Laugh Track: Poppy Champlin

The Queer Queen of Qomedy, Poppy Champlin, on her standup sisters and being herself.

The Queer Queen of Qomedy, Poppy Champlin, on her standup sisters and being herself.

Like so many lesbians, for veteran funny lady Poppy Champlin, it’s all about community. However for Champlin, community means out lesbian comics, like herself, including Michele Balan, Elvira Kurt and Julie Goldman.

So, it was a natural step for Champlin to join forces with some of her fellow out comics to create the Queer Queens of Qomedy tour—in which she is joined by other comics that vary from venue to venue to offer triple the lezzie laughs for audiences around the nation.


How long have you been a comic and if you hadn’t been a comic, what would your profession be?

I have been a comic since I was born. You know I was delivered by caesarean, my mother couldn’t push me out, and so I was basically valeted. I didn’t get the warm water park slide out the tunnel of love—no, I was airlifted like a crippled horse out of the creek. I had to be funny.


Where do you call home?

Rhode Island is my home once again. I left 23 years ago, went to Chicago for eight years and then L.A. for 14 and now I am back in R.I. in the woods, in a shack with my brother living in the basement. It’s a little Slingblade-ish but I love it.


What is your marital status? Any partners, cats, dogs, kids or U-Hauls in sight?

I have a partner right now, she is living in N.Y. and we see each other on weekends, we have flyby sleepovers. Airport rendezvous and sometimes she drives me to my gigs in New England.


Queer Queens of Qomedy is a unique idea. Where did you get the idea?

I was desperate to work bigger venues. I wanted to have a name that could fill a 400–500 seat theatre so I added two more names to mine and made that happen.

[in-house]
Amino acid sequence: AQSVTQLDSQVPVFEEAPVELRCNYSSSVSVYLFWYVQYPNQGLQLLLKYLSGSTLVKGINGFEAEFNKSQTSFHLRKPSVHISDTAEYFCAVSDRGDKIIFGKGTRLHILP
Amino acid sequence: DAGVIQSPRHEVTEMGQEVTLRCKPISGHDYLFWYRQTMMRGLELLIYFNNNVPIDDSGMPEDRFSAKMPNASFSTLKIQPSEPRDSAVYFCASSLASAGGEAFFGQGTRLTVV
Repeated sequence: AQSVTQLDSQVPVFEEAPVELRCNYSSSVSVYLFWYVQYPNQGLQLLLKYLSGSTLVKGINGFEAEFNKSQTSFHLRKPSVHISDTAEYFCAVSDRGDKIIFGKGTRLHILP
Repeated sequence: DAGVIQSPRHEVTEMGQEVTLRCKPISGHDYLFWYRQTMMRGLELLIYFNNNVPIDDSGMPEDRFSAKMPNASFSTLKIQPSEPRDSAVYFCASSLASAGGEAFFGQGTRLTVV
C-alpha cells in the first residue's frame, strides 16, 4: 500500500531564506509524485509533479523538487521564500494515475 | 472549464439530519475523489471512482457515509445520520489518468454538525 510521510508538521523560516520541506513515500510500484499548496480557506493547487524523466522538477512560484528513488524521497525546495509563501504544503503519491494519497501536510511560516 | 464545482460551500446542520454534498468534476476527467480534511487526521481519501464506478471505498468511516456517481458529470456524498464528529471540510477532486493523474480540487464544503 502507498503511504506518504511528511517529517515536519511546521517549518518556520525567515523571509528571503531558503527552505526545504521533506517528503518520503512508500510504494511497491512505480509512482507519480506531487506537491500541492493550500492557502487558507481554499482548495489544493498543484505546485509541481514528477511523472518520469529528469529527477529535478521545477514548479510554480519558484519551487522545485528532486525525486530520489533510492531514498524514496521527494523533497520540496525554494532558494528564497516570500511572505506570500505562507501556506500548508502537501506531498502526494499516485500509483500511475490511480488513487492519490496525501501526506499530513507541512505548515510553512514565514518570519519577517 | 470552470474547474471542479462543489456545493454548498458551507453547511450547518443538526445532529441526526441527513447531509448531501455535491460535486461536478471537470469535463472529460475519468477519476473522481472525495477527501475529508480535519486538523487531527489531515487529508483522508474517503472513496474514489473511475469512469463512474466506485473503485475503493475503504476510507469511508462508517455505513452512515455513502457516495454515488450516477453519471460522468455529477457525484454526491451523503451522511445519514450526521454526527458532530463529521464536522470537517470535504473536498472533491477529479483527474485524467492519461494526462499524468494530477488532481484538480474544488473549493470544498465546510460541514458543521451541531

What’s your criteria for selecting the “best lesbian comics” from across the country?

Well, I have worked with most of the lesbian comics and a lot of them are my friends and coworkers and I just pick them as I think of who would work well together at that venue and who is available and who is closest. We are all the best. Comedy is so subjective that every one’s tastes are different in who they like so—in my opinion—I am the best.


Lesbians are known for being politically correct. Is this true?

You mean lesbians in general or lesbian comedians?  [Laughs] No, the comedians are not that politically correct. Well, Kate [Clinton] is, but in general I think lesbians are fair and kind, and that can be thought of as politically correct if taken to the nth degree.


As a comic, do you feel there any topics that are off-limits to you?

I am not into misogyny. I am not into violence and hurting people unless it is a little S&M, which I like—well, don’t hurt me, but I don’t mind being tied and up and waiting for you to bring me coffee.


Will Curve readers die laughing if they attend a QQQ show?

The Q3 comedy shows are three triple threat headlining lesbian comics! You don’t get that unless you go on an Olivia cruise or Dinah Shore or MichFest. I mean, I am bringing this to your town—three for the price of one. If you see a Queer Queens of Qomedy Show you will see one of the best comedy shows of your life. I had a gal say to me last night that she was laughing so hard she thought she was going to have a heart attack. So bring a medic with you.